by, including functional utility, social gains, positive emotions, and cost savings?
Pain Relievers
Do they…
Create savings that make your customer happy?
(e.g. in terms of time, money and effort, …)
Produce outcomes your customer expects or that go
beyond their expectations?
(e.g. better quality level, more of something, less of something, …)
Copy or outperform current solutions that delight your
customer?
(e.g. regarding specific features, performance, quality, …)
Make your customer’s job or life easier?
(e.g. flatter learning curve, usability, accessibility, more services, lower
cost of ownership, …)
Create positive social consequences that your
customer desires?
(e.g. makes them look good, produces an increase in power, status, …)
Do something customers are looking for?
(e.g. good design, guarantees, specific or more features, …)
Fulfill something customers are dreaming about?
(e.g. help big achievements, produce big reliefs, …)
Produce positive outcomes matching your customers
success and failure criteria?
(e.g. better performance, lower cost, …)
Help make adoption easier?
(e.g. lower cost, less investments, lower risk, better quality,
performance, design, …)
Rank each gain your products and services create according to its relevance to your
customer. Is it substantial or insignificant? For each gain indicate how often it occurs.
Describe how your products and services alleviate customer pains. How do they
eliminate or reduce negative emotions, undesired costs and situations, and risks
your customer experiences or could experience before, during, and after getting
the job done?
Do they…
Produce savings?
(e.g. in terms of time, money, or efforts, …)
Make your customers feel better?
(e.g. kills frustrations, annoyances, things that give them a headache, …)
Fix underperforming solutions?
(e.g. new features, better performance, better quality, …)
Put an end to difficulties and challenges your
customers encounter?
(e.g. make things easier, helping them get done, eliminate resistance, …)
Wipe out negative social consequences your
customers encounter or fear?
(e.g. loss of face, power, trust, or status, …)
Eliminate risks your customers fear?
(e.g. financial, social, technical risks, or what could go awfully wrong, …)
Help your customers better sleep at night?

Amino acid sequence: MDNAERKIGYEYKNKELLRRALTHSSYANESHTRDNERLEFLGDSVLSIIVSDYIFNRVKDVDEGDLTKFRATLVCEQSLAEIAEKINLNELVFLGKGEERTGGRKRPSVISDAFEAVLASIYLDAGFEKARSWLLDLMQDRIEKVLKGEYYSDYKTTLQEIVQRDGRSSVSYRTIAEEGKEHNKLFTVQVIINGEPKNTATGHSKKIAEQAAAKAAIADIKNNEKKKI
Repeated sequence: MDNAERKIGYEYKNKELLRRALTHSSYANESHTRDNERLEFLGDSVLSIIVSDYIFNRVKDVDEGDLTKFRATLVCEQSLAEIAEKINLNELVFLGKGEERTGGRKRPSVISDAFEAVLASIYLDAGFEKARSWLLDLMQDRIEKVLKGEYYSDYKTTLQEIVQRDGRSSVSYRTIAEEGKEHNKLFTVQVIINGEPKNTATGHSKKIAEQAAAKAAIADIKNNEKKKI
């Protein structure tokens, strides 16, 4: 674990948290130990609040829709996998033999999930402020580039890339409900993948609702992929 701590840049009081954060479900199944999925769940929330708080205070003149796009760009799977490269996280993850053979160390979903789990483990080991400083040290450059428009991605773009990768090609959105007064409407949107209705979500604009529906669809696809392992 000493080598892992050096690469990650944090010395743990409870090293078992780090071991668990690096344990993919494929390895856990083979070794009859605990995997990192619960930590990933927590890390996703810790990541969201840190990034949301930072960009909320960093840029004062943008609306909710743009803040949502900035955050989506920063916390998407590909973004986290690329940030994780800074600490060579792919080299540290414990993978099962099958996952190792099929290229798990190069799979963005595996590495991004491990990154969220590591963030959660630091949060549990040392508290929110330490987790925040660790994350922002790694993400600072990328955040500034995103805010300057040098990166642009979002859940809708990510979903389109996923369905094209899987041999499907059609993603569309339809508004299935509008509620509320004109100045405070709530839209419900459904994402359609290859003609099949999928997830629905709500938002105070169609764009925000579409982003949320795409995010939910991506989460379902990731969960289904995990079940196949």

(e.g. by helping with big issues, diminishing concerns, or eliminating worries, …)
Limit or eradicate common mistakes customers make?
(e.g. usage mistakes, …)
Get rid of barriers that are keeping your customer
from adopting solutions?
(e.g. lower or no upfront investment costs, flatter learning curve, less
resistance to change, …)
Rank each pain your products and services kill according to their intensity
for your customer. Is it very intense or very light?
For each pain indicate how often it occurs. Risks your customer experiences or
could experience before, during, and after getting the job done?
Products & Services
List all the products and services your value proposition is built around.
Which products and services do you offer that help your customer get either a
functional, social, or emotional job done, or help him/her satisfy basic needs?
Which ancillary products and services help your customer perform the roles of:
Buyer
(e.g. products and services that help customers compare offers,
decide, buy, take delivery of a product or service, …)
Co-creator
(e.g. products and services that help customers co-design
solutions, otherwise contribute value to the solution, …)
Transferrer
(e.g. products and services that help customers dispose of
a product, transfer it to others, or resell, …)
Products and services may either by tangible (e.g. manufactured goods, face-to-
face customer service), digital/virtual (e.g. downloads, online recommendations),
intangible (e.g. copyrights, quality assurance), or financial (e.g. investment funds,
financing services).
Rank all products and services according to their importance to your customer.
Are they crucial or trivial to your customer?
Gains
Describe the benefits your customer expects, desires or would be surprised by.